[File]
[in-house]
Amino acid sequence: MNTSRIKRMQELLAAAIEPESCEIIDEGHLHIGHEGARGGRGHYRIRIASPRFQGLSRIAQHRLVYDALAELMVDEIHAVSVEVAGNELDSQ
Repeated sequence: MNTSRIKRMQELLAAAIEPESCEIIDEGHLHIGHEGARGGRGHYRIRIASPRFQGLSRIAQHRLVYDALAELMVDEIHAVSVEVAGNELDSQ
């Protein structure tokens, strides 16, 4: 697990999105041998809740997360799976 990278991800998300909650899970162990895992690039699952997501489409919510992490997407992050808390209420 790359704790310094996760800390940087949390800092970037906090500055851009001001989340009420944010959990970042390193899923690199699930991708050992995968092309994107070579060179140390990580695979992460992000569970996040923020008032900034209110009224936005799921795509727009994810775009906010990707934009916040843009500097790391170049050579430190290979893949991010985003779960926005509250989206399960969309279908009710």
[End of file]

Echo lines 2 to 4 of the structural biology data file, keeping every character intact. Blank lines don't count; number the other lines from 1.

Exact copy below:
Amino acid sequence: MNTSRIKRMQELLAAAIEPESCEIIDEGHLHIGHEGARGGRGHYRIRIASPRFQGLSRIAQHRLVYDALAELMVDEIHAVSVEVAGNELDSQ
Repeated sequence: MNTSRIKRMQELLAAAIEPESCEIIDEGHLHIGHEGARGGRGHYRIRIASPRFQGLSRIAQHRLVYDALAELMVDEIHAVSVEVAGNELDSQ
């Protein structure tokens, strides 16, 4: 697990999105041998809740997360799976 990278991800998300909650899970162990895992690039699952997501489409919510992490997407992050808390209420 790359704790310094996760800390940087949390800092970037906090500055851009001001989340009420944010959990970042390193899923690199699930991708050992995968092309994107070579060179140390990580695979992460992000569970996040923020008032900034209110009224936005799921795509727009994810775009906010990707934009916040843009500097790391170049050579430190290979893949991010985003779960926005509250989206399960969309279908009710």